Baseball’s winter meetings are progressing and so far, things have been relatively quiet. The Angels traded for Ian Kinsler, the Astros reportedly signed reliever Joe Smith for two years, and Brandon Kintzler might be on his way to the Nationals. And of course, the Marlins continued gutting their roster by dealing Marcell Ozuna to St. Louis.

All solid pieces, but not exactly headline-grabbing deals. Now, there is a growing sense that Manny Machado will be traded, but so far, if the Shohei Ohtani and Giancarlo Stanton moves had you thinking that there would be one huge deal after this week, you’ve been sorely disappointed.

Really the biggest action has been various people around the sport of baseball using Derek Jeter and the Marlins for batting practice. And nobody took a bigger cut at the Marlins than agent Scott Boras who said that “we’ve seen one of our major league jewelry stores become a pawn shop.” Holy bleep.

Pawn shop smack! That is strong. Really, really strong. And very, very accurate. Hate on Boras all you want, but make you sure you acknowledge that Fire.

Essentially, he’s saying that Jeter put Stanton and Ozuna in the glass case next to a busted up old watch, an acoustic guitar missing a couple of strings  and the keys to a ’93 Celica.

And it wasn’t just some random drive by or  throwaway comment from Boras either. He made his point very clear: “You have a community down there that grew to know four or five star players. They have a tremendous outfield there. They have a new ballpark. They have an excitement they grew to know. They suffered a tremendous tragedy and loss with [the death of] Jose Fernandez. As a community, they bonded around that team.

“You would hope that [with] ownership — new ownership — that MLB would screen the ownership, so that we have an ownership that comes in and provide additions. … [Instead], they come in and they redirect, so you’re not a jewelry store that’s coveting your diamonds. You now become a pawn shop that is trying to pay the rent of the building.”

Bam! Someone pull this dude off the Marlins! Not only are the Marlins a pawn shop, they’re a pawn shop that can’t pay the rent. Damn. And he’s not far off. It’s one thing if you want to trade off your best players, but you damn well better get some value in return. And they haven’t.

As Drew Silva from NBC Sports pointed out on twitter: Giancarlo Stanton and Marcell Ozuna didn’t net a single Baseball America top-100 prospect for Derek Jeter and Co.

That’s amazing. Truly incredible. Trading the reigning NL MVP, a guy who just hit 59 home runs, and not getting a top 100 prospect in return is one thing. But chasing that by trading a two-time all-star, a guy who’s a gold glover and a silver slugger, and still not getting a top-100 prospect in return is something else altogether. That’s not easy to to.

You don’t just roll out of bed and do that. You have to work at it. I mean really work at it. That’s hours and hours of scouring the farm systems of every organization, crunching numbers, doing deep dives on the analytics, eliminating the top-100 prospects and then making your list of targets. Don’t get me wrong, winning 5 World Series rings is impressive, but trading the NL MVP and a two-time all-star and not getting anything of value in return is even MORE impressive. Do that, and you’re legend. That’s more impressive than anything Jeter ever did on the field.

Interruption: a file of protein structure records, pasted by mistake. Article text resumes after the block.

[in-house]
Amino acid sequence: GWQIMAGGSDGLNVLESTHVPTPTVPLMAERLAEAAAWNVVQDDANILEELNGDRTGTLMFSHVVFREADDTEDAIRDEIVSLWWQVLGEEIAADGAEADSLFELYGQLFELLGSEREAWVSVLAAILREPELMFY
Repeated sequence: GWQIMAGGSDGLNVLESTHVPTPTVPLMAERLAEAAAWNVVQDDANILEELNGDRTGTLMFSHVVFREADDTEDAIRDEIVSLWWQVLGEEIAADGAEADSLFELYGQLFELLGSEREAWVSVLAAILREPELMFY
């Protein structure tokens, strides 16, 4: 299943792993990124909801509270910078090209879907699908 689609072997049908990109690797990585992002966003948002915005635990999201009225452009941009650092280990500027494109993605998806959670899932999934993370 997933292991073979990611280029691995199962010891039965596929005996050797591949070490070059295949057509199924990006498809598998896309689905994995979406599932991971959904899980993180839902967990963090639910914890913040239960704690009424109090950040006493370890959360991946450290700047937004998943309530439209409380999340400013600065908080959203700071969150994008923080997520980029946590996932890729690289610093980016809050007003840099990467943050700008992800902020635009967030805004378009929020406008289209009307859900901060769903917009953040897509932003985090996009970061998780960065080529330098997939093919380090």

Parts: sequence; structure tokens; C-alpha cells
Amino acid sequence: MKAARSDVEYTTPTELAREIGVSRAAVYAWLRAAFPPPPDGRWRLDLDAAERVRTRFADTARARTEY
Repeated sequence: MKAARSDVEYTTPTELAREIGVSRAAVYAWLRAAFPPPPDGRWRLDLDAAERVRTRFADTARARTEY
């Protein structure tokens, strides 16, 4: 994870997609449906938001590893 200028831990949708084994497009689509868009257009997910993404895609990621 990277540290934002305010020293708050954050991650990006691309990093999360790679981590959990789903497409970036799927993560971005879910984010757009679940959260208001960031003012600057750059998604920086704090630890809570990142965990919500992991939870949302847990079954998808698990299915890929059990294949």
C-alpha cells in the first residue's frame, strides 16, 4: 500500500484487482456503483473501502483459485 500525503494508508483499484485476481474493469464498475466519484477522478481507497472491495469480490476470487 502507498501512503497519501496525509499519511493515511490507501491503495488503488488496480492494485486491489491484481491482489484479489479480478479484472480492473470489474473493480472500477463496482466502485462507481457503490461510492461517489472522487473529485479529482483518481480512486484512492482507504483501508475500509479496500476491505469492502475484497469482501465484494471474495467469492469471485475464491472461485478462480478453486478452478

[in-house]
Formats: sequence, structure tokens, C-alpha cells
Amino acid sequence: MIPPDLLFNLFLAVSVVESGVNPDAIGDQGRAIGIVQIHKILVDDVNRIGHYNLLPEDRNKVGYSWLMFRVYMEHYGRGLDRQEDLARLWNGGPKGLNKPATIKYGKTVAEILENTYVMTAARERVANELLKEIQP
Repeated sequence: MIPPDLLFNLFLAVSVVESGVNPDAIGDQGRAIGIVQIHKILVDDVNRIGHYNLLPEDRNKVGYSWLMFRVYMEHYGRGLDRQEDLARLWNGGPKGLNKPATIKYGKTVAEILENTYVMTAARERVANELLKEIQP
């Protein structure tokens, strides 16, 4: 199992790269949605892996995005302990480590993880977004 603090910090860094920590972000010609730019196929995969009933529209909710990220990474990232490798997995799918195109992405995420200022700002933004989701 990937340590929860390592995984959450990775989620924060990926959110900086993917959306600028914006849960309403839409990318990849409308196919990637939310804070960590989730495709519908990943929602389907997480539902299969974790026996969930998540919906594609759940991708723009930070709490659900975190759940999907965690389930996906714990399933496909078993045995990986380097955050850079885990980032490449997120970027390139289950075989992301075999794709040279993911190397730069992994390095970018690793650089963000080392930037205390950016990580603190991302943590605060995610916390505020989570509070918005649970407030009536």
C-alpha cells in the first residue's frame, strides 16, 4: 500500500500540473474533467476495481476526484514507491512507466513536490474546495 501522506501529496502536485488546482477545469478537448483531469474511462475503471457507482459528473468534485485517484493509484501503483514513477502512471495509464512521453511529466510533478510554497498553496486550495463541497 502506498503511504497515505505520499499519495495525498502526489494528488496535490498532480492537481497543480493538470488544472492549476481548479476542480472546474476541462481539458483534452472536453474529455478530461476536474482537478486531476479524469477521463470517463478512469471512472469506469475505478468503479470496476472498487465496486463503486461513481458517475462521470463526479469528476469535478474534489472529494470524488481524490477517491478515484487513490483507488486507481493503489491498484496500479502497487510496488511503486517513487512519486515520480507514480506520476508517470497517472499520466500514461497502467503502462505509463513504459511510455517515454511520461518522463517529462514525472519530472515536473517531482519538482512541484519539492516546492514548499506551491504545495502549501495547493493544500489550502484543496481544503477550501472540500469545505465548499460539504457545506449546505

I mean, the dedication that it takes to avoid accidentally stumbling into a good prospect is the kind of clutch, locked-in performance that separates the great from the good. And he’s doing all of this knowing that everyone has their eyes on him, that everyone’s evaluating everything he’s doing. That’s when the pressure is the greatest and in those moments, the true greats respond with greatness. And in Jeter’s case, greatness is a collection of second-tier prospects. It’s almost like someone convinced him that two quarters are better than one dollar because two is better than one and he took the deal. Twice.

A lot of other decision makers would’ve changed their ways when they got blasted for the Stanton deal, but not Jeter. He just kept on doing this thing. A lot of other decision makers wouldn’t have gone to a Monday Night Football game during the winter meetings, instead of, I don’t know, attending the Winter Meetings, but not Jeter. And a lot of other decision makers would make a change after getting blasted for running a “pawn shop,” but I’m guessing Jeter won’t. And I respect that. Do your thing. Shoot your shot, even if that shot is into your own foot. And you’re walking around on nubs now.

And I’m not saying that every great player is going to be a great executive. I’m saying he shouldn’t go down as one of the worst executives of all time. And Jeter is well on his way. Even if he’s only been doing it for a few weeks. Major League Baseball should have never approved this ownership group, and Jeter should have never committed to running this franchise. All he’s doing is killing his rep and legacy and what’s left of an already beleaguered franchise. Because arguably, the worst owner in MLB history sold his team to arguably an ever worse outfit than himself.

 

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